Navigation Links
Immunity mechanism discovered
Date:6/18/2013

Scientists at the University of Calgary's Faculty of Medicine have discovered a mechanism that is used to protect the body from harmful bacteria. Platelets, a component of blood typically associated with clotting, were discovered to actively search for specific bacteria, and upon detection, seal it off from the rest of the body. The findings, which were published in Nature Immunology this week, provide the science community with a greater understanding of immunity.

"The science community has known that platelets do participate in immunity, but now it's been demonstrated that they have a way of actively searching for bacteria," says Craig Jenne, PhD, one of the authors of the study and a member of the university's Snyder Institute for Chronic Diseases.

The vast majority of bacteria in the blood stream is trapped by the liver in a network of specialized cells known as Kupffer cells. Once trapped, a series of immune processes take place to eradicate the bacteria; however, this can take several hours, lending time to harmful bacteria to multiply and release toxins into the neighboring cells, subsequently causing infection and cell damage and death.

"Upon entering the blood stream, bacteria can start to divide within several minutes," he says. "So if you're waiting for the immune system to deal with it, the bacteria could become an infection before it gets there."

Through imaging of the liver in animal models, scientists discovered that platelets are constantly interacting with the Kupffer cells by 'touching' them to search for captured bacteria. If nothing is detected, or if the bacteria isn't deemed particularly harmful, the platelets will move on; however, if harmful bacteria is detected, the platelets will bind to it, sealing it off from the body until the immune system can rid the bacteria altogether. This happens within seconds of cell capture and thus reduces the likelihood of infection.

"If this instantaneous response didn't exist, it could be a matter of life and death," he says.

Interestingly, it was observed that while this touch-and-go mechanism is happening continuously, platelets only appear to create this barrier around particularly harmful bacteria, such as methicillin-resistant Staphylococcus aureus (MRSA). MRSA can lead to serious and potential fatal conditions such as sepsis, and is spread through skin to skin contact.

"We now have a completely different angle of how the immune system deals with specific types of bacteria," says study author Paul Kubes, PhD, who is also director of the Snyder Institute for Chronic Diseases. "Going forth we can begin to look at how we can help our own defenses deal with these types of bacteria."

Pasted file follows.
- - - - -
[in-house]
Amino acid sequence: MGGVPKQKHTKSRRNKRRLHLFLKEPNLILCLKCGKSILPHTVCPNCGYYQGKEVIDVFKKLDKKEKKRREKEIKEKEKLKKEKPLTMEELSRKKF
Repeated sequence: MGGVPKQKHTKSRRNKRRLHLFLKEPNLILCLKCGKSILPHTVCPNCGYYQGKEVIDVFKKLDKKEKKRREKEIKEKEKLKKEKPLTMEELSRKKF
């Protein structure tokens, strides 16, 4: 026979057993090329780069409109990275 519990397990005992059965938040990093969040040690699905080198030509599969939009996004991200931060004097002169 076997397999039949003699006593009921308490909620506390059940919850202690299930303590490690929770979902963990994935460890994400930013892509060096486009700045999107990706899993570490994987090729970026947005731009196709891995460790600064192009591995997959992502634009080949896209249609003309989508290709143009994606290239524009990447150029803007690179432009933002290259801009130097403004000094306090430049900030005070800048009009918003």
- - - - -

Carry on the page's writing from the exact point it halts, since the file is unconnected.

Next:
'/>"/>

Contact: Kathryn Sloniowski
kjslonio@ucalgary.ca
403-220-2232
University of Calgary
Source:Eurekalert

Related biology news :

1. Flu immunity is affected by how many viruses actually cause the infection
2. Behind closed doors: Researchers show how probiotics boost plant immunity
3. UTSW researchers identify new enzyme that acts as innate immunity sensor
4. Circuitry of cells involved in immunity, autoimmune diseases exposed
5. Pitt team finds immunity protein that ramps up inflammation, and agents that can block it
6. Innate immunity system of sheep and goat herds against viral infections clarified
7. Innate immunity
8. NIH fellowship helps researcher fight malaria, understand mosquito immunity
9. Mechanism for Burgess Shale-type preservation
10. New insight into mechanisms behind autoimmune diseases suggests a potential therapy
11. Unexpected discovery reveals a new mechanism for how the cerebellum extracts signal from noise
Post Your Comments:
*Name:
*Comment:
*Email:
(Date:3/21/2016)... , March 22, 2016 ... recognition with passcodes for superior security   ... a leading provider of secure digital communications services, today ... biometric technology and offer enterprise customers, particularly those in ... facial recognition and voice authentication within a mobile app, ...
(Date:3/15/2016)... March 15, 2016 --> ... by Transparency Market Research "Digital Door Lock Systems Market - ... - 2023," the global digital door lock systems market in ... 2014 and is forecast to grow at a CAGR of ... small and medium enterprises (MSMEs) across the world and high ...
(Date:3/14/2016)... March 14, 2016 http://www.apimages.com ... --> - Renvoi : image disponible via ... --> --> DERMALOG, le ... de nouveaux lecteurs d,empreintes digitales pour l,enregistrement des ... sera utilisé pour produire des cartes d,identité aux ...
Breaking Biology News(10 mins):
(Date:5/27/2016)... ... , ... PBI-Gordon Corporation is pleased to announce Dave Loecke has accepted the ... with PBI-Gordon, Dave has served in a wide variety of roles. His most recent ... launch of many of PBI-Gordon’s most successful products. , “Dave has been essential to ...
(Date:5/27/2016)... 2016 At present, the Biotech sphere ... space know that volatility is what makes this industry interesting ... Synta Pharmaceuticals Corp. (NASDAQ: SNTA ), CTI BioPharma ... LPTN ), and Heat Biologics Inc. (NASDAQ: ... technical alerts for these stocks at: http://www.activewallst.com/register/ ...
(Date:5/26/2016)... -- Q BioMed Inc. (OTCQB: QBIO), a biotechnology ... presenter at the 5th Annual Marcum MicroCap Conference on Thursday, ... at the Grand Hyatt Hotel. The Company,s ... is scheduled to begin at 11a.m ET in the Broadway ... developments and outline milestones for the balance of 2016 and ...
(Date:5/26/2016)... ... May 26, 2016 , ... Kinder Scientific (KinderScientific.com), ... developments that position the Company for the future. Kinder Scientific announces restructured ... Kinghorn has been appointed Chairman of the Board, Curtis D. Kinghorn has been ...
Breaking Biology Technology: